2016 Honda Civic 'Wheels Out' design language benchmarks the ‘C’ segment
2 to 3 inches distributed throughout the ‘C’ segment busting design that is 2016 Honda Civic makes a big lasting impression as to style, comfort and sense of control.
Honda calls the 2016 Civic Sedan design language “Wheels Out.” It’s something that’s been around automotive design for decades. Build the car slightly wider, lower, and visually fatter, by accentuating the fender, body-line interface.
Stuff the fender wells with big-wheel, low profile tires, than drop the roof line just a fraction( .08 inch) sloped to the trunk line. Done! Well not quite, but you get it. 2016 Honda Civic Sedan looks low and wide because it is!
The largest compact sedan in Civic history
It’s also the largest , widest and longest Civic Sedan ever built, yet weighs less than the outgoing 9th generation sedan, that’s engineering at its finest. 2016 Civic wins “North American Car of the Year” for several reasons, a segment busting 10th generation body design is just one of them. Catch our Honda Week in review here.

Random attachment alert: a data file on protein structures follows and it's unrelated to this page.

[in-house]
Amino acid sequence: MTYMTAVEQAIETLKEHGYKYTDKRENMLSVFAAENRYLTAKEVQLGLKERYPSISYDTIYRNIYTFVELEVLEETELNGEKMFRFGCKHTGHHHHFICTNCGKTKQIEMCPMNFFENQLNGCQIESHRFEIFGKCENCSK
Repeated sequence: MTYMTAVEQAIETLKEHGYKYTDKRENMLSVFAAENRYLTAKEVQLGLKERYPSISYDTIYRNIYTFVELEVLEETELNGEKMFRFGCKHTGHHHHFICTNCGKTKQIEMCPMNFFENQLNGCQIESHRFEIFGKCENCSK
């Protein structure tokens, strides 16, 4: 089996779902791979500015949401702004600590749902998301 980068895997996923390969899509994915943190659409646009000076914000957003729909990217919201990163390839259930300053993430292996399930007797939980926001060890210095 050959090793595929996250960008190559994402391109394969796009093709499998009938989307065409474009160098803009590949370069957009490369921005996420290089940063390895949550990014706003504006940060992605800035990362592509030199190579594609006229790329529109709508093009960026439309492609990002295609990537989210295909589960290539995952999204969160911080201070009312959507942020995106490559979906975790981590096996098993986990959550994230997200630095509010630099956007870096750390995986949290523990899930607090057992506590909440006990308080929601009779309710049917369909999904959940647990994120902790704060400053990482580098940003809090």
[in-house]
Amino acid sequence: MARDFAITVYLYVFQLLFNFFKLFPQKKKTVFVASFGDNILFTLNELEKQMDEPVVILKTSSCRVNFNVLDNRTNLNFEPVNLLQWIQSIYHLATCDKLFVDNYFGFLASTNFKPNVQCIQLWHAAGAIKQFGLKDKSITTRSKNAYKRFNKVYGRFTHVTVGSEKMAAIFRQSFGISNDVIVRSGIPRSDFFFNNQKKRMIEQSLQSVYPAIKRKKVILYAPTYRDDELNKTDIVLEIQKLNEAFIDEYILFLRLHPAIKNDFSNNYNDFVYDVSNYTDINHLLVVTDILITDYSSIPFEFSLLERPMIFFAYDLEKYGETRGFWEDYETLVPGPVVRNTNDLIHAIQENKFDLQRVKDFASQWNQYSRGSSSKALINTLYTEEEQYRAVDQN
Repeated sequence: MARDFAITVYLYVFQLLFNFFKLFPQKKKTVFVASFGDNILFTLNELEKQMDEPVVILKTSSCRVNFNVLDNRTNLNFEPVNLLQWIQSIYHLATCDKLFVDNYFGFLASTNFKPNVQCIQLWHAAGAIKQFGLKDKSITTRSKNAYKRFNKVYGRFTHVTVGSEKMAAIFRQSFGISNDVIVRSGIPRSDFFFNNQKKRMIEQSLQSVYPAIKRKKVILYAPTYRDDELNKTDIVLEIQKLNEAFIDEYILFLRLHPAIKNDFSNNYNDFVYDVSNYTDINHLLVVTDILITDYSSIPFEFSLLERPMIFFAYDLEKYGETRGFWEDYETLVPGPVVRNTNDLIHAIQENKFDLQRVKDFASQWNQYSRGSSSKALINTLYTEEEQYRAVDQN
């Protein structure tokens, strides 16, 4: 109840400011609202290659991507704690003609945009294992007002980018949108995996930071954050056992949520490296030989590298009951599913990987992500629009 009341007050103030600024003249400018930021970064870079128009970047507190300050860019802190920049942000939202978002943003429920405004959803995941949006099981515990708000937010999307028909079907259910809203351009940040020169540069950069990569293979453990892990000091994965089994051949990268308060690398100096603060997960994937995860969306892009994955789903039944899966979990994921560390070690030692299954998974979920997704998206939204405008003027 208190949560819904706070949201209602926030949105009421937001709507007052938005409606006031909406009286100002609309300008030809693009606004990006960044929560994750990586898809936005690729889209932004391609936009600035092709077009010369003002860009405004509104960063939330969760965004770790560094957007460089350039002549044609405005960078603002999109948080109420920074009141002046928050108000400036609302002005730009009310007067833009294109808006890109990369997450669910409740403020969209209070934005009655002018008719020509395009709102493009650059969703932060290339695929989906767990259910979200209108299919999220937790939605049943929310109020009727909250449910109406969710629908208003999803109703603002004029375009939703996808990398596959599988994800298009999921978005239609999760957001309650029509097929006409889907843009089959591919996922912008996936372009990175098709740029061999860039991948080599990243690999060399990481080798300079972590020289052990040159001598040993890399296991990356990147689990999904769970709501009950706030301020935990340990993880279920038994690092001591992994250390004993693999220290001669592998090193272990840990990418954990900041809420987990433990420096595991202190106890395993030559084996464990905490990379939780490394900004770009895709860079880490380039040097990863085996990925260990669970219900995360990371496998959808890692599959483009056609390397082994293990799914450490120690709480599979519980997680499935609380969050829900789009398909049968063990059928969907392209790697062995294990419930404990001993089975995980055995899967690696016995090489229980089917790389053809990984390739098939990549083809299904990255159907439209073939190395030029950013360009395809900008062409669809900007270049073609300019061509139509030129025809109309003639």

looking to Civic’s interior we find a few more
The first time I drove 2016 Civic Touring down Mulholland Drive, I was initially captivated by the new found power and rather seamless torque produced by Honda’s Earth Dream ™ turbocharged 1.5 Liter VTEC engine. That was cool, but then it hit me! This was the most comfortable and quietest Civic I had ever driven.
Tall guy fits in the back of Civic
The measurable difference for me at 6 ft, 5 inches tall was the head, hip and legroom discovered in Civic’s power adjustable, heated driver’s seat. Ergonomics? Very close to perfect. With that said, I did something that most auto review guys and gals generally miss in their initial drive and ride experience. I sat in the back seat.
Here’s where that 2 inches comes into play. Honda engineering designed 2.2 additional inches into the 2nd row, right where it was needed, and,lowered the seating position by 1.6 inches, while adding 3 + inches of cargo space to the trunk.
That lower seating position translates to greater human to car interface
Honda Engineering has done a commendable job of translating a sense of “added control” to the driver by placing him or her in a lower, eye’s over the road visual driving position. Again, it’s just the matter of less than 2 inches, Honda style.